Hafiz Yatim Published Updated
The police force should be the face of human rights and not the face of intimidation, Malaysian Human Rights Commission (Suhakam) chairperson Razali Ismail said today.
Addressing the International Malaysian Law Conference in Kuala Lumpur, Razali said one of Suhakam's initiatives was to provide training for law enforcement agencies such as the police, Prisons Department, Immigration Department, Agency for Volunteer Forces (Rela), Malaysian Anti-Corruption Commission and local authorities.
"I must confess, here, that this is a mammoth task and Suhakam really has to dig deeper into its raison d'etre and its resources to ensure that all the training and teaching given will have a positive impact on them. These programmes and training do not cover all personnel," he added.
Razali, who is a former Malaysian ambassador to the United Nations, admitted that it was just scratching the surface.
He said it is vital that the police and other uniformed bodies, from the lowest to the highest ranks, should be equipped with the knowledge and understanding about the value of human rights as the country strengthens security and, at the same time, deals with terrorism.
"Regulations are being promulgated in a sweeping fashion that will have the effect of threatening democratic practice and undermine the fundamental liberties enshrined in the Federal Constitution.
"In essence, the police should be the face of human rights, and not a face to intimidate, even as the police need to be the bulwark of the country’s security," Razali added.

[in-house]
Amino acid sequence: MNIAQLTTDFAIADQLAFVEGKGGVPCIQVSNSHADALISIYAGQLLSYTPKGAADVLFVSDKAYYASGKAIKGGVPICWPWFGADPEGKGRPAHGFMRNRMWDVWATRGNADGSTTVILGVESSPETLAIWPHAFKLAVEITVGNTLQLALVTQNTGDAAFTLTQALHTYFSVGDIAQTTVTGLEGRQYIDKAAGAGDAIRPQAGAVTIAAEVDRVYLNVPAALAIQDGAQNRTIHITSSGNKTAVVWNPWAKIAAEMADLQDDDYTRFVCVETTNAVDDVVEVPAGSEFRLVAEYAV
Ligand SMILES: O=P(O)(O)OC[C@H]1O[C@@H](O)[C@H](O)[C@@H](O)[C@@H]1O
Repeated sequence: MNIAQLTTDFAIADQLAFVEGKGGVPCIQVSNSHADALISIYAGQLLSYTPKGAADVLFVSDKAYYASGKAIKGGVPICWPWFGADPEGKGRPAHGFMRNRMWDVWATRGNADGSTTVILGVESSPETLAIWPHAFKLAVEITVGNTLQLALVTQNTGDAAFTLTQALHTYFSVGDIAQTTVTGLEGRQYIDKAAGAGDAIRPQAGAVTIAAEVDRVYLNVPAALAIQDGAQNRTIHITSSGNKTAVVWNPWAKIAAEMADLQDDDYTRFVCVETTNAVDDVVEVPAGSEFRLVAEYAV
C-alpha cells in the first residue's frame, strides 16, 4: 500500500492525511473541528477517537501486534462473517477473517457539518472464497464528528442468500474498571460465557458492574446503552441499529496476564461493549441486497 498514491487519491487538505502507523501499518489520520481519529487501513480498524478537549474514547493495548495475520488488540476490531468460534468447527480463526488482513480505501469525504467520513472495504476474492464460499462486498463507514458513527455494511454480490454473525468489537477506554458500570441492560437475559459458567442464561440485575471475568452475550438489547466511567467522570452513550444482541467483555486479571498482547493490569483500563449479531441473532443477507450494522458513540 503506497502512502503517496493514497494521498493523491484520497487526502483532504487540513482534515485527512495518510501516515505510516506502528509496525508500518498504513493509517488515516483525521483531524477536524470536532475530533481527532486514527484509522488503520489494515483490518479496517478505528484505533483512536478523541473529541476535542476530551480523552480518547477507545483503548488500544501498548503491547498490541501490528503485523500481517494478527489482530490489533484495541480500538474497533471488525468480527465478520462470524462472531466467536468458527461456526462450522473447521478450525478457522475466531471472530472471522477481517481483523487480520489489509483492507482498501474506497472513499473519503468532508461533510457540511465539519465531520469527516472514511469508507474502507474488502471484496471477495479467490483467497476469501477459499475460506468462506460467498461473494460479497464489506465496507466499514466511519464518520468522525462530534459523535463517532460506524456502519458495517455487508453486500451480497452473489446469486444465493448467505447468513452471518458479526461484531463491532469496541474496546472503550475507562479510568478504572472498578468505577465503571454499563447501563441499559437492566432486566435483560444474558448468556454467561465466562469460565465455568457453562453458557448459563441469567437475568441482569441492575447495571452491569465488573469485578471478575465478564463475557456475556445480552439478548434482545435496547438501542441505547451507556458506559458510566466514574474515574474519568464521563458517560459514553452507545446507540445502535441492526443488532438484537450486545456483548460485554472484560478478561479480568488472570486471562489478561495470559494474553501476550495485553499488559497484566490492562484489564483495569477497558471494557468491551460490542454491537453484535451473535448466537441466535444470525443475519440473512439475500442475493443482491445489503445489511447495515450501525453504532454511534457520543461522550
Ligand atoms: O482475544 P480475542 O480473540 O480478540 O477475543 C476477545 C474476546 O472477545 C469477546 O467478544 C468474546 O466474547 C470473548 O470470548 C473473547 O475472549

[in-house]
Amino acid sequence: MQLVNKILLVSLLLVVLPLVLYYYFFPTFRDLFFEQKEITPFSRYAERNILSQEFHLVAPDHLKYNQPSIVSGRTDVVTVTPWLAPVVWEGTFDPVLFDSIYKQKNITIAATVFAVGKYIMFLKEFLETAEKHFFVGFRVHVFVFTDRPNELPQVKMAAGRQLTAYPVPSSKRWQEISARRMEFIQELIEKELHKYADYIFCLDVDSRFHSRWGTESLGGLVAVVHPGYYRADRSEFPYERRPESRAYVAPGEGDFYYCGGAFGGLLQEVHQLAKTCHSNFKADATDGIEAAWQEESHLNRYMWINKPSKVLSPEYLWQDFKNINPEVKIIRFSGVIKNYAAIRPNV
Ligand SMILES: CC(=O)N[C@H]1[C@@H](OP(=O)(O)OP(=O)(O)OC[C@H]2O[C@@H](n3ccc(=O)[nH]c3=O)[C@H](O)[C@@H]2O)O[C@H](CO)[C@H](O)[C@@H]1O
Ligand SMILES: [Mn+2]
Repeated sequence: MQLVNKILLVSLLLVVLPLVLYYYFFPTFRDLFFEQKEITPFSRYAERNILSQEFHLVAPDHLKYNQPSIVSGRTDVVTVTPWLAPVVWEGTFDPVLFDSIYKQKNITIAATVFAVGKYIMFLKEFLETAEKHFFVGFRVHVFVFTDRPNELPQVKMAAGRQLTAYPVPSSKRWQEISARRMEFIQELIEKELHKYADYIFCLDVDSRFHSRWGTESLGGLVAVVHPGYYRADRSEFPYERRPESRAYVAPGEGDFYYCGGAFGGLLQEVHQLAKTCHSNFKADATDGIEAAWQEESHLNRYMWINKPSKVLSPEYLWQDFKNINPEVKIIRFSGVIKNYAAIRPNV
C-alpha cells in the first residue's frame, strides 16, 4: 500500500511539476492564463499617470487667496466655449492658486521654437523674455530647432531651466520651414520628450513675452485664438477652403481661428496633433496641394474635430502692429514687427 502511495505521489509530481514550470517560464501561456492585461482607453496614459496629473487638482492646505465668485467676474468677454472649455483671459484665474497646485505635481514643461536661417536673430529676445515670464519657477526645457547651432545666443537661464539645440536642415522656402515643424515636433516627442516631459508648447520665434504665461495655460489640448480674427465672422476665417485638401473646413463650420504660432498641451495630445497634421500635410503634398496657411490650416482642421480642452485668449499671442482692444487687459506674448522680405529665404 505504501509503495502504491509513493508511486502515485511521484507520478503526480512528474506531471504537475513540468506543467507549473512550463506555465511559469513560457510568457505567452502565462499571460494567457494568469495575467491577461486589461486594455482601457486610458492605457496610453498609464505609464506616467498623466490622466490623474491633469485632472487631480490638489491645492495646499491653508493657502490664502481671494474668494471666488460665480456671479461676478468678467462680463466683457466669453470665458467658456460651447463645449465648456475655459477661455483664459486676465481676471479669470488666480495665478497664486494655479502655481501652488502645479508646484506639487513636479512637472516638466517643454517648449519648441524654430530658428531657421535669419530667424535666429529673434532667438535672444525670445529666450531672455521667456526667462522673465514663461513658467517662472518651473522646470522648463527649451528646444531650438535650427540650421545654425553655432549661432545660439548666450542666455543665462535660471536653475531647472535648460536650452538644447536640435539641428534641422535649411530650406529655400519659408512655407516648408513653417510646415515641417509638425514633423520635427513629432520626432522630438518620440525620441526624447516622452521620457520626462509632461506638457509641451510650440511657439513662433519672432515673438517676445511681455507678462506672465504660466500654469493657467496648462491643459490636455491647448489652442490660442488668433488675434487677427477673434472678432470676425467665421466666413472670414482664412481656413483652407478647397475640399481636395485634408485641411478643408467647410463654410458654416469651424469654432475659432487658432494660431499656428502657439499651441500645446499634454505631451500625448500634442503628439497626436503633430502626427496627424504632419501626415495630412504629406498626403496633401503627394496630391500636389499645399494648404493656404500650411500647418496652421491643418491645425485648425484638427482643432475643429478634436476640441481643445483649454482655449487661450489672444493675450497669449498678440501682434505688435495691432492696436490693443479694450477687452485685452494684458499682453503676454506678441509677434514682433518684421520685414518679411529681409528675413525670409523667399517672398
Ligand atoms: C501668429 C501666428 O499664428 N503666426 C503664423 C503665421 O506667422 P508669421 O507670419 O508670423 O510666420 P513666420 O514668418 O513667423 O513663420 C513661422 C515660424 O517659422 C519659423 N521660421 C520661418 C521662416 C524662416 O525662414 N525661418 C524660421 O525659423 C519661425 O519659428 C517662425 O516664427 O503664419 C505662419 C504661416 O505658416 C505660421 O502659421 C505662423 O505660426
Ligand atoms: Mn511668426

The Suhakam chairperson was speaking generally and not referring to any case in particular.
However, recently it was reported that the wife of of former journalist Sidek Kamiso complained that police had arrested her husband without any warrant of arrest.
Exercise powers reasonably
The Suhakam chairperson also reminded ministers and public officers to exercise the powers conferred on them fairly and in good faith, as the rule of law is salutary.
“Such powers should not be exercised unreasonably or in excess of their limits. This rule has huge implications. It has to do with the limits of power, the legitimacy of power and the abuse of power, that would eventually open the door to monetary or power corruption.
“All agencies and authorities have to ensure that actions taken should be in line with the simple principle of proportionality.
“We have to ensure that actions taken would protect the public without undermining the institutions they rely on,” he said.
Razali added the rule of law required an independent judiciary as it was in the best position to provide proper checks and balances on the government, in protecting human rights and fundamental freedoms.
He said that prior to to 1988, the Malaysian judiciary was considered as one of the most independent internationally.
Razali said the Malaysian judiciary went through a turbulent time during the 1988 crisis, which resulted in the sacking of the then lord president of the Supreme Court, and five other judges.
“This is a black mark on the history of our judiciary and no attempt should ever be made again to emasculate its independence.
“It is crucial that the government implement adequate measures to maintain the independence and impartiality of the judiciary, and to ensure the moral integrity and accountability of its members, in the exercise of its legislative and executive powers,” he emphasised.